Judge wants O’Brien, Tavares near homes

Urges imprisonment at Devens, Danbury

US District Court Judge William Young, who last week sentenced former Probation commissioner John O’Brien and his top deputy Elizabeth Tavares to surprisingly lenient prison sentences, has endorsed their requests to serve time in federal facilities close to home.

Without comment, Young recommended to the federal Bureau of Prisons that O’Brien, who lives in Quincy, serve his 18-month sentence at the minimum-security prison camp at Devens. He recommended that Tavares serve her 90-day stint at the low-security correctional facility in Danbury, Connecticut, the closest federal prison serving females to her Newton home.

Young’s recommendations are not binding on the Bureau of Prisons, which makes the determinations on where a convicted felon will serve his or her time. Former House Speaker Sal DiMasi, for instance, has been shipped around the country, spending most of his time in southern facilities, despite pleas from friends and family that he be placed at Devens, which has a medical facility where he could be treated for his advancing cancer.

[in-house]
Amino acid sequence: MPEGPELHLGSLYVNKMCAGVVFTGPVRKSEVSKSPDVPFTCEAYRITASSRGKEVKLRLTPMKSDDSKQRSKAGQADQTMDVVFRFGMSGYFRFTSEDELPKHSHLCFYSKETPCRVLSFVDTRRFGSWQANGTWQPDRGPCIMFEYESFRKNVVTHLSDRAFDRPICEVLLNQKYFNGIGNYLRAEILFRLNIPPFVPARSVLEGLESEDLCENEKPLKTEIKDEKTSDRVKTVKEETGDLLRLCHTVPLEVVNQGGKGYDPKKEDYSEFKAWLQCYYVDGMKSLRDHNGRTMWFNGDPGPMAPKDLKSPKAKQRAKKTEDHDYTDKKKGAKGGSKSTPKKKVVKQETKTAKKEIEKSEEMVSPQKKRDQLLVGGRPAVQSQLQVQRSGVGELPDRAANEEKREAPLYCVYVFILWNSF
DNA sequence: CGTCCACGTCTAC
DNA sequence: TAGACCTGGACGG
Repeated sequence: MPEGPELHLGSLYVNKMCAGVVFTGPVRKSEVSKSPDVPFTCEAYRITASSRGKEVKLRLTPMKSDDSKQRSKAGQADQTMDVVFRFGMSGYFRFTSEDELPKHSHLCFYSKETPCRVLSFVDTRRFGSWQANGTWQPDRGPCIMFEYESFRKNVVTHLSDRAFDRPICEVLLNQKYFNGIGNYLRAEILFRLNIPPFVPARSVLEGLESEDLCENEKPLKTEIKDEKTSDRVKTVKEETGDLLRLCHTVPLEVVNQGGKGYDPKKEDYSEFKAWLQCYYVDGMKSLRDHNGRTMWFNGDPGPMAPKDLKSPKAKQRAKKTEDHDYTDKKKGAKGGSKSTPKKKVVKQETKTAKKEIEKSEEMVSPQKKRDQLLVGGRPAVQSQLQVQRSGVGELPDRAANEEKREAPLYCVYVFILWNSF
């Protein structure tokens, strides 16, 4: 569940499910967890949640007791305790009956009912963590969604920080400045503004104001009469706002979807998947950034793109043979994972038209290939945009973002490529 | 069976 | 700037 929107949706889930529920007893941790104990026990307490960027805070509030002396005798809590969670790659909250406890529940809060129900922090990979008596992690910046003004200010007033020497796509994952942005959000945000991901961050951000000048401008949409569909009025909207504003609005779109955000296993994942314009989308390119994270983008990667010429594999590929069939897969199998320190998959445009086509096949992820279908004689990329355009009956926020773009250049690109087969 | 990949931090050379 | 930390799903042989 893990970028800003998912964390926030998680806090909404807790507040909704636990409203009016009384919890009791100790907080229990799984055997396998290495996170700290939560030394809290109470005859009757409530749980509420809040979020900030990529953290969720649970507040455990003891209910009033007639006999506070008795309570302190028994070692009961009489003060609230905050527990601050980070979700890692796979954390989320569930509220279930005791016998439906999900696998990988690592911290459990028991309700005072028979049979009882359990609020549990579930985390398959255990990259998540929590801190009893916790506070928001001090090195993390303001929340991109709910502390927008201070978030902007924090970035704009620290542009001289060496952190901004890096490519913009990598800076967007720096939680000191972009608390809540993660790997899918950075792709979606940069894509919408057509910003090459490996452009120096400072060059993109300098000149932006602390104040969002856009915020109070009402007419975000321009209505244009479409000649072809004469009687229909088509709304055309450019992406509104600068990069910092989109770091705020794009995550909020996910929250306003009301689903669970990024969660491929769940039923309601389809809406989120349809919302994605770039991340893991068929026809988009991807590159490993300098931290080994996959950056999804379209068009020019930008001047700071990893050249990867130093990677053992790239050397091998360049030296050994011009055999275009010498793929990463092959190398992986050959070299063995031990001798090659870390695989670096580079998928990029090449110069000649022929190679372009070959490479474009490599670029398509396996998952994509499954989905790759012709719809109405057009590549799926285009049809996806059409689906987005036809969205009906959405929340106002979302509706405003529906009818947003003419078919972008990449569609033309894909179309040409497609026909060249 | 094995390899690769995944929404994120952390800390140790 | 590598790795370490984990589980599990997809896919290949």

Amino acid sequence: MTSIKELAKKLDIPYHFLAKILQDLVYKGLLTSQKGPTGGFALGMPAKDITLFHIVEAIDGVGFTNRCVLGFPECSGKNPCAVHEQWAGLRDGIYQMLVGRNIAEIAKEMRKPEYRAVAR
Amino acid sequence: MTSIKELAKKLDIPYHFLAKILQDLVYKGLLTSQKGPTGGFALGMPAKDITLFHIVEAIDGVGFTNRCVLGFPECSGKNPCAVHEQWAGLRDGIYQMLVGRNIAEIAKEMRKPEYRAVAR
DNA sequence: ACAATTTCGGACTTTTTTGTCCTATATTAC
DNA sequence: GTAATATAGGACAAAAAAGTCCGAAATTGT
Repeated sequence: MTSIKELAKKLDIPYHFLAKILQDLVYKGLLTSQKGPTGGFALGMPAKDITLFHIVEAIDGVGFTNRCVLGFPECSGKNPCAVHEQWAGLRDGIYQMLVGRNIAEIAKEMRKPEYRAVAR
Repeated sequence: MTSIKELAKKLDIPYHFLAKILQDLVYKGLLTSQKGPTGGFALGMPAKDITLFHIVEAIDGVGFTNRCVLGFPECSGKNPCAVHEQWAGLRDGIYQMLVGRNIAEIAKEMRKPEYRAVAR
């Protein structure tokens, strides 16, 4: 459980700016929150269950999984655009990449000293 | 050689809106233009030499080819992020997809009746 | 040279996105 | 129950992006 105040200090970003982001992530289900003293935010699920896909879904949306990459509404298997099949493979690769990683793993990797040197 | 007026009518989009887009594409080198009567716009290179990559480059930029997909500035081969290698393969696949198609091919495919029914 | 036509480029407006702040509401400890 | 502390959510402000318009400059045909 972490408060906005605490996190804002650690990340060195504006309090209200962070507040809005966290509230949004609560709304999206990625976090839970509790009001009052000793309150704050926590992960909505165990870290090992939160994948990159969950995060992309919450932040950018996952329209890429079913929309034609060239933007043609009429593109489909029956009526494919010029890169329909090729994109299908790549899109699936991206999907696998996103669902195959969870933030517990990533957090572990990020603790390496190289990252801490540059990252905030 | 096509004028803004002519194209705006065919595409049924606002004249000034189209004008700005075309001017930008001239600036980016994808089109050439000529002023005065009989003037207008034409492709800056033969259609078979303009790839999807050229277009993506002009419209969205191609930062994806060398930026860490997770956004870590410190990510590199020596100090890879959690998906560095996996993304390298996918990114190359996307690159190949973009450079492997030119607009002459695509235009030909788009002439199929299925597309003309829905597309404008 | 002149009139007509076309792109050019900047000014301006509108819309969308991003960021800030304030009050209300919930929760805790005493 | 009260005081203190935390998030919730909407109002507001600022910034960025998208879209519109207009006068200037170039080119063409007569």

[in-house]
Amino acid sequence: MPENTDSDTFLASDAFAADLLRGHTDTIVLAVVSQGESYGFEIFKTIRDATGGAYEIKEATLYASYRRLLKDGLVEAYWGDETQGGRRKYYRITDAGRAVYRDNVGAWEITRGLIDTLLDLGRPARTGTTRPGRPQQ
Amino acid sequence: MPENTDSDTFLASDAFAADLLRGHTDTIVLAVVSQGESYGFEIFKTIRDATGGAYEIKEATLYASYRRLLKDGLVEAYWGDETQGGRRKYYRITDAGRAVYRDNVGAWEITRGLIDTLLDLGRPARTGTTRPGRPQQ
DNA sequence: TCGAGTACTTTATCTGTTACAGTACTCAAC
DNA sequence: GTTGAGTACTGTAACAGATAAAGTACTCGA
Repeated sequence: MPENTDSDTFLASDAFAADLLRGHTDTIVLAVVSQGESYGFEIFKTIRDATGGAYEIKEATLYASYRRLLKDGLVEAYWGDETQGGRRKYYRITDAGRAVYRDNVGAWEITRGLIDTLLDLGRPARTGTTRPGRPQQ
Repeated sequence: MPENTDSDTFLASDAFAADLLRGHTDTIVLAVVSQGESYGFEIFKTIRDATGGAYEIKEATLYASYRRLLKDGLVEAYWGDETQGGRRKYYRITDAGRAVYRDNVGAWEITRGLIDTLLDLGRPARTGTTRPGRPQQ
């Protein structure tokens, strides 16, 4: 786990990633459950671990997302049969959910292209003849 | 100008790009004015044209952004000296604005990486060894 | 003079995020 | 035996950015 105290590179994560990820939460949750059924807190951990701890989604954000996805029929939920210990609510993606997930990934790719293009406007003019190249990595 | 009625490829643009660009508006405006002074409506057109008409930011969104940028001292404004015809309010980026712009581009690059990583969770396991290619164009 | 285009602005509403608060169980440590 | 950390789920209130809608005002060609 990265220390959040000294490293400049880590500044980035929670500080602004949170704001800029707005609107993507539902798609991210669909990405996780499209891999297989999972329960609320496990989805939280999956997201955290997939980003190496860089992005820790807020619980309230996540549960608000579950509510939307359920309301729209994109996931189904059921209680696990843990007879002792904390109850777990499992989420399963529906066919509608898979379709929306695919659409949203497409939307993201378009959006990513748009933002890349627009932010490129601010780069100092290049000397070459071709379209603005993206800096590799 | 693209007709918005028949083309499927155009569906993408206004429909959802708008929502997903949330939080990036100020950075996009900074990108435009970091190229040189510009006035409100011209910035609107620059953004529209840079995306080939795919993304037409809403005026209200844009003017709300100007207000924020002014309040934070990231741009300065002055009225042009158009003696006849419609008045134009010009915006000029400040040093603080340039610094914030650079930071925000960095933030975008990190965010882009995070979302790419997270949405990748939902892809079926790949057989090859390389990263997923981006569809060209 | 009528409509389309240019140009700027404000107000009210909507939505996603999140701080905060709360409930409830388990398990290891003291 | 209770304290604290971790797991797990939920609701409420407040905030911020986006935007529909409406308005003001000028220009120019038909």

Young sentenced O’Brien and Tavares, both 57, to prison after they were convicted of multiple counts of mail fraud, racketeering, and conspiracy. Former deputy commissioner William Burke III, 71, was found guilty of a single conspiracy count and Young sentenced him to one year of probation. The sentences were much shorter than laid out in federal sentencing guidelines and just a fraction of what prosecutors had requested.

O’Brien was also fined $25,000, while Tavares and Burke were each fined $10,000. Young has ordered O’Brien and Tavares to report to prison on January 12. All three will also lose their state pensions after more than three decades each in the Probation Department.